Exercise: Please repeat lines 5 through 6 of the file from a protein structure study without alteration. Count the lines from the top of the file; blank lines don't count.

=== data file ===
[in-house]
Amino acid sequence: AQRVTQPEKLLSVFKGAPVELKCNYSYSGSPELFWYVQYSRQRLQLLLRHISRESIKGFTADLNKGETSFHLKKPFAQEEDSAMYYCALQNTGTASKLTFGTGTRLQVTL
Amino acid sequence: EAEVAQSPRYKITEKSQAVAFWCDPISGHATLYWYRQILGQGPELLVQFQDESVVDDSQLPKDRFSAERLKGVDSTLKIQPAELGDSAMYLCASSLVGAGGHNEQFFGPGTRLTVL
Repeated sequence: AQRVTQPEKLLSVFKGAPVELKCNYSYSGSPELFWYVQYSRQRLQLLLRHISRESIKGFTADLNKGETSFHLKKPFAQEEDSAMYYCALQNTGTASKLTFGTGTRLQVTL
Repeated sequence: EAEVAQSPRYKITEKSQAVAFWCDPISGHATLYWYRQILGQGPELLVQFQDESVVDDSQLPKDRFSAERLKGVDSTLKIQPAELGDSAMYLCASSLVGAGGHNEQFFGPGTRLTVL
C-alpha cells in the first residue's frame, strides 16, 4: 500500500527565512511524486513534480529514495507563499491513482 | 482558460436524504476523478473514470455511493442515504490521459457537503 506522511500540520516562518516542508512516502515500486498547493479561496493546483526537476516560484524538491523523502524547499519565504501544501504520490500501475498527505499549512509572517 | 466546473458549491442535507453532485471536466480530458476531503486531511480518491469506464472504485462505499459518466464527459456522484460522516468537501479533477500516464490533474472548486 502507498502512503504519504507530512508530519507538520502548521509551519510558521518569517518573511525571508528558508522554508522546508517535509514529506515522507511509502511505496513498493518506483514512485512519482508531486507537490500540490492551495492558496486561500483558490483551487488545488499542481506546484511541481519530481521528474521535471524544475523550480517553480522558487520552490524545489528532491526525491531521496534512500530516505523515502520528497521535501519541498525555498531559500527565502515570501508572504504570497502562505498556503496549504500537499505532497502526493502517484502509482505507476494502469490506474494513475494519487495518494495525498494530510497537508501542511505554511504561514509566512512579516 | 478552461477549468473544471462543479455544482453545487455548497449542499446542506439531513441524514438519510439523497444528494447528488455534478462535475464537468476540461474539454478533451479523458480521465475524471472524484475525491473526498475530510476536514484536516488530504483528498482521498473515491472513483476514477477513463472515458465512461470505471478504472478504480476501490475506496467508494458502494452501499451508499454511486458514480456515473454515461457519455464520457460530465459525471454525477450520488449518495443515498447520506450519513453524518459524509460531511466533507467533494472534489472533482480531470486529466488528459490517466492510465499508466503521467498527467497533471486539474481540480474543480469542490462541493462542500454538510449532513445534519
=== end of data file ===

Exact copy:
Repeated sequence: EAEVAQSPRYKITEKSQAVAFWCDPISGHATLYWYRQILGQGPELLVQFQDESVVDDSQLPKDRFSAERLKGVDSTLKIQPAELGDSAMYLCASSLVGAGGHNEQFFGPGTRLTVL
C-alpha cells in the first residue's frame, strides 16, 4: 500500500527565512511524486513534480529514495507563499491513482 | 482558460436524504476523478473514470455511493442515504490521459457537503 506522511500540520516562518516542508512516502515500486498547493479561496493546483526537476516560484524538491523523502524547499519565504501544501504520490500501475498527505499549512509572517 | 466546473458549491442535507453532485471536466480530458476531503486531511480518491469506464472504485462505499459518466464527459456522484460522516468537501479533477500516464490533474472548486 502507498502512503504519504507530512508530519507538520502548521509551519510558521518569517518573511525571508528558508522554508522546508517535509514529506515522507511509502511505496513498493518506483514512485512519482508531486507537490500540490492551495492558496486561500483558490483551487488545488499542481506546484511541481519530481521528474521535471524544475523550480517553480522558487520552490524545489528532491526525491531521496534512500530516505523515502520528497521535501519541498525555498531559500527565502515570501508572504504570497502562505498556503496549504500537499505532497502526493502517484502509482505507476494502469490506474494513475494519487495518494495525498494530510497537508501542511505554511504561514509566512512579516 | 478552461477549468473544471462543479455544482453545487455548497449542499446542506439531513441524514438519510439523497444528494447528488455534478462535475464537468476540461474539454478533451479523458480521465475524471472524484475525491473526498475530510476536514484536516488530504483528498482521498473515491472513483476514477477513463472515458465512461470505471478504472478504480476501490475506496467508494458502494452501499451508499454511486458514480456515473454515461457519455464520457460530465459525471454525477450520488449518495443515498447520506450519513453524518459524509460531511466533507467533494472534489472533482480531470486529466488528459490517466492510465499508466503521467498527467497533471486539474481540480474543480469542490462541493462542500454538510449532513445534519